There is little doubt that low natural gas prices have had a major impact on coal mining and coal plant closures, and a good case can be made that natural gas is more to blame than the EPA. Many workers from coal-fired plants will transition to the gas-fired side of the power business. In the coal mining and production business, direct job losses are likely to be more permanent and may grow to be five to 10 times the direct job losses predicted by AWEA in the wind industry with loss of the PTC. These coal workers have little choice but to retrain for other jobs in another industry, if possible.

Ironically, low natural gas prices have had an equally pervasive impact on the wind industry. The PTC, now 2.2 cents/kWh, represents a significant percentage of the fuel price paid to fire natural gas plants these days and is thought to be too generous in some political circles. The PTC also allows wind turbine owners to bid negative prices into the power market, which has caused periodic system disruptions in different parts of the country. Exelon, a long-time AWEA board member and owner of about 2% of the nation’s wind capacity, was expelled from AWEA’s governing board in mid-September for being truthful about the adverse impact of wind power on its system.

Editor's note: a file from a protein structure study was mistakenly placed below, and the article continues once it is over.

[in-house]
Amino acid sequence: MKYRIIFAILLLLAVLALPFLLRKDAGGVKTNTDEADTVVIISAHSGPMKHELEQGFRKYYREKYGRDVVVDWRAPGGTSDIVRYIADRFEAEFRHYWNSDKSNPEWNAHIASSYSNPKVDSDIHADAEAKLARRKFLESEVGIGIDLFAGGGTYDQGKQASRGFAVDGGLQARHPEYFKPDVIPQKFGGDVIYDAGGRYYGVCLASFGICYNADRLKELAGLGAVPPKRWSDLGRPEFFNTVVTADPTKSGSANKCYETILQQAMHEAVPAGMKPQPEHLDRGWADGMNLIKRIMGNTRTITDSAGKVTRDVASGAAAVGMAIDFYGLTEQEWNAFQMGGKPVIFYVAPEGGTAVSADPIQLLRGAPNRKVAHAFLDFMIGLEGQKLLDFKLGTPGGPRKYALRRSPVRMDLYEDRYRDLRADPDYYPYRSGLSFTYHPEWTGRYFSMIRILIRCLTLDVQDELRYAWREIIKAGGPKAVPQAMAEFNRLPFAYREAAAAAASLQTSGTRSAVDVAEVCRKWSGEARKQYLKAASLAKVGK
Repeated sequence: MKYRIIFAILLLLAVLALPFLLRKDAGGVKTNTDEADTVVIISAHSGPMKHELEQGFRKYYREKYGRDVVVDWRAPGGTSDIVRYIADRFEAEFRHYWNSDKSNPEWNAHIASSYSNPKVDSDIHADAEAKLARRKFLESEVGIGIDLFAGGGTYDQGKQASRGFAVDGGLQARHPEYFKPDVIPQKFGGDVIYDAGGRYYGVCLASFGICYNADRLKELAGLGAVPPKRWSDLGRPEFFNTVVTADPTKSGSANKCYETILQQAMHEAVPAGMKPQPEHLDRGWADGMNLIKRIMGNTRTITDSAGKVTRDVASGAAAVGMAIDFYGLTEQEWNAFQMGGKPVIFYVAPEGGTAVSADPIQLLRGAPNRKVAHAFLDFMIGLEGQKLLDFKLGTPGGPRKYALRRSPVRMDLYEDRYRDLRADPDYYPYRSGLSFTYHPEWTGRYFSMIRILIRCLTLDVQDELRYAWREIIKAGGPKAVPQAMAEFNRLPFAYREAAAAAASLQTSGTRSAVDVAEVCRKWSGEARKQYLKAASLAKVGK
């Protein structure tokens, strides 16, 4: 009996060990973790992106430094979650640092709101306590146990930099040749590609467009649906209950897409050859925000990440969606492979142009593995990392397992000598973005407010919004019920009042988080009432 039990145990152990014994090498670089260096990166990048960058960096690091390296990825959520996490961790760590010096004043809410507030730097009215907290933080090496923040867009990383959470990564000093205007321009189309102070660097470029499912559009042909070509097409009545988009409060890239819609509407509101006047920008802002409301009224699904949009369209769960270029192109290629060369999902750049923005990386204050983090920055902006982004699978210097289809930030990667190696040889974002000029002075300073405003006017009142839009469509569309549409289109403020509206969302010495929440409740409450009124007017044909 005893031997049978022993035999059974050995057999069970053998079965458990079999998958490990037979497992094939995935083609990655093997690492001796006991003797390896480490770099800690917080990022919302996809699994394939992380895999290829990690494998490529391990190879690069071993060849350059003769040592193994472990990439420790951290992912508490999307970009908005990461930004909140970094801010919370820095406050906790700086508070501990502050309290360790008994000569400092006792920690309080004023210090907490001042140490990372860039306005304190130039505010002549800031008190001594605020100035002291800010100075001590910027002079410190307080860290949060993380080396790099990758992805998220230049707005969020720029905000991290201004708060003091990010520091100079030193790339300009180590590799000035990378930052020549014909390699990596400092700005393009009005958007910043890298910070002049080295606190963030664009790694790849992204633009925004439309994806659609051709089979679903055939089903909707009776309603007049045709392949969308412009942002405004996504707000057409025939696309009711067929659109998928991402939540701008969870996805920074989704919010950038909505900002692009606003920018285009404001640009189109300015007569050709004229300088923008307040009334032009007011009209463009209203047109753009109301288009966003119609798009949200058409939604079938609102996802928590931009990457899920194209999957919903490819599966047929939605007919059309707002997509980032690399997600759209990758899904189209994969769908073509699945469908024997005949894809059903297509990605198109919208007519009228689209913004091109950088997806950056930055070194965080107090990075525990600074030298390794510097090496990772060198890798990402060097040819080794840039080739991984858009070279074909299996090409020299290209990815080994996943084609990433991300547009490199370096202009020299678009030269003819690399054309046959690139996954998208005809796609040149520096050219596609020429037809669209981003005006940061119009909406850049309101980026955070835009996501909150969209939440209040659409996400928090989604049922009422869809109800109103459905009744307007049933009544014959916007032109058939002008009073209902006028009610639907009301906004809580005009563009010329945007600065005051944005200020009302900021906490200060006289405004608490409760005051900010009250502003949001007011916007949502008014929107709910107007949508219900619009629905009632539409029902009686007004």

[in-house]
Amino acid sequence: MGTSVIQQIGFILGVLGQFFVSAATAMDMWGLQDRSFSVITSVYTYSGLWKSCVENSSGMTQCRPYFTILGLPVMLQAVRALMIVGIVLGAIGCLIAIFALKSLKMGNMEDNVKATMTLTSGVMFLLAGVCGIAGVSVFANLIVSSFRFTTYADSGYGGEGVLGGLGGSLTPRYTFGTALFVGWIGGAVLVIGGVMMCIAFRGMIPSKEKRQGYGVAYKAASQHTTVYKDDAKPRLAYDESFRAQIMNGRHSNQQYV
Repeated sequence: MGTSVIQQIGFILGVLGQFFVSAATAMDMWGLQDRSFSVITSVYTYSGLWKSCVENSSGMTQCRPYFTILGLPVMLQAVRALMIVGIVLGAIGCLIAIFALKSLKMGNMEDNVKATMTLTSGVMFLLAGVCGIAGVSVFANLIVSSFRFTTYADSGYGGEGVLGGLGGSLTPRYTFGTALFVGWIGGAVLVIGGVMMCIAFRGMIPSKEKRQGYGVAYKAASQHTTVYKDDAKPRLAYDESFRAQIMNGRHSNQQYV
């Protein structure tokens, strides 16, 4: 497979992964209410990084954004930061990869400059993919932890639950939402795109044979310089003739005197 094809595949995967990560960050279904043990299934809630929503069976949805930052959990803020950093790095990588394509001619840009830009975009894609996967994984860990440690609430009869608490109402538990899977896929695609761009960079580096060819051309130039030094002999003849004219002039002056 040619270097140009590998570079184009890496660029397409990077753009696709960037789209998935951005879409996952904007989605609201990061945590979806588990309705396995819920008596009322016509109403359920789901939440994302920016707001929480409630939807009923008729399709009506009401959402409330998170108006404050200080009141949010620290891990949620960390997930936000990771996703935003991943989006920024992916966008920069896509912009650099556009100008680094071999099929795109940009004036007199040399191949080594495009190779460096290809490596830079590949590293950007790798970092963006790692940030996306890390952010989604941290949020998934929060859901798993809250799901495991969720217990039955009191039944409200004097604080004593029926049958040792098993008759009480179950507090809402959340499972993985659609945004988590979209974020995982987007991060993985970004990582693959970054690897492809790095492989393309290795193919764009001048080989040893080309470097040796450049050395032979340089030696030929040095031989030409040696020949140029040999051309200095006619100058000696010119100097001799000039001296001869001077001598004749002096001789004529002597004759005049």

Which Jobs Should Be Saved?

AWEA is doing exactly what is expected of a lobbyist organization—advocating for its constituents. I don’t fault AWEA for those actions. However, there are other segments of the power industry that are also undergoing fundamental, structural changes, and those changes are also causing heavy job losses, much larger than what AWEA estimates for the wind industry. Jobs lost in the wind industry are no more or less important than any of the thousands of jobs already lost in the coal or power industries.

AWEA is campaigning for PTC renewal in order to preserve constituent jobs. Preserving jobs was not part of the original legislative justification for the PTC and it’s not a suitable justification for extending the credit today.

The PTC, part of the Energy Policy Act of 1992, has been in effect for 18 years. Yes, the credit has expired on three occasions and has been extended five times, and that uncertainty has been disruptive. However, everyone entering or investing in the wind business knew up front that his or her job or investment was largely contingent on continuing government support of the PTC and that support has been uneven over the years. Each also knew upfront that someday the PTC would not be renewed.

The wind industry has reached the age of majority, and the time has come for it to leave home and make its own way in the often-cruel and always competitive marketplace, without further handouts from Uncle Sam.

—Dr. Robert Peltier, PE is COAL POWER’s editor-in-chief.